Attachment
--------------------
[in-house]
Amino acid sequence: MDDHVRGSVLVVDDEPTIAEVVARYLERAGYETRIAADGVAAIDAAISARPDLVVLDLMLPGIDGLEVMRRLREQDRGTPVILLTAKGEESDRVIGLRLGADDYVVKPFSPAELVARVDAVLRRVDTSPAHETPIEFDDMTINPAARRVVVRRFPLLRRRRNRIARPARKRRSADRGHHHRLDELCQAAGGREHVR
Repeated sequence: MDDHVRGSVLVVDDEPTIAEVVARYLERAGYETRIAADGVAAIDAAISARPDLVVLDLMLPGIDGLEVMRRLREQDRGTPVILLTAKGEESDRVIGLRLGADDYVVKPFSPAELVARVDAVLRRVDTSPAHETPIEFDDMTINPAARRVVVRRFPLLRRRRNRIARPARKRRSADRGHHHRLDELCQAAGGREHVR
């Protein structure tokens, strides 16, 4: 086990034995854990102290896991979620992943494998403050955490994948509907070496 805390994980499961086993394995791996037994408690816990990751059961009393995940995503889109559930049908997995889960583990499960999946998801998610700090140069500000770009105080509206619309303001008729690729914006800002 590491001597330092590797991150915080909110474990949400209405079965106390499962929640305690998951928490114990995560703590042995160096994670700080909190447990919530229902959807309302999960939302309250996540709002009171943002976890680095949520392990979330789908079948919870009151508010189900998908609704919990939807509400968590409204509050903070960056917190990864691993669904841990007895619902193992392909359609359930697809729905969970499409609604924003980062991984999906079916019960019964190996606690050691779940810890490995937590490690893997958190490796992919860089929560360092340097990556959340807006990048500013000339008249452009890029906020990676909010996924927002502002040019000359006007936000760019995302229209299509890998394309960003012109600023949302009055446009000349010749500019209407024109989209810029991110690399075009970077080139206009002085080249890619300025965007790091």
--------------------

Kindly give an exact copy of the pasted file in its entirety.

[in-house]
Amino acid sequence: MDDHVRGSVLVVDDEPTIAEVVARYLERAGYETRIAADGVAAIDAAISARPDLVVLDLMLPGIDGLEVMRRLREQDRGTPVILLTAKGEESDRVIGLRLGADDYVVKPFSPAELVARVDAVLRRVDTSPAHETPIEFDDMTINPAARRVVVRRFPLLRRRRNRIARPARKRRSADRGHHHRLDELCQAAGGREHVR
Repeated sequence: MDDHVRGSVLVVDDEPTIAEVVARYLERAGYETRIAADGVAAIDAAISARPDLVVLDLMLPGIDGLEVMRRLREQDRGTPVILLTAKGEESDRVIGLRLGADDYVVKPFSPAELVARVDAVLRRVDTSPAHETPIEFDDMTINPAARRVVVRRFPLLRRRRNRIARPARKRRSADRGHHHRLDELCQAAGGREHVR
């Protein structure tokens, strides 16, 4: 086990034995854990102290896991979620992943494998403050955490994948509907070496 805390994980499961086993394995791996037994408690816990990751059961009393995940995503889109559930049908997995889960583990499960999946998801998610700090140069500000770009105080509206619309303001008729690729914006800002 590491001597330092590797991150915080909110474990949400209405079965106390499962929640305690998951928490114990995560703590042995160096994670700080909190447990919530229902959807309302999960939302309250996540709002009171943002976890680095949520392990979330789908079948919870009151508010189900998908609704919990939807509400968590409204509050903070960056917190990864691993669904841990007895619902193992392909359609359930697809729905969970499409609604924003980062991984999906079916019960019964190996606690050691779940810890490995937590490690893997958190490796992919860089929560360092340097990556959340807006990048500013000339008249452009890029906020990676909010996924927002502002040019000359006007936000760019995302229209299509890998394309960003012109600023949302009055446009000349010749500019209407024109989209810029991110690399075009970077080139206009002085080249890619300025965007790091």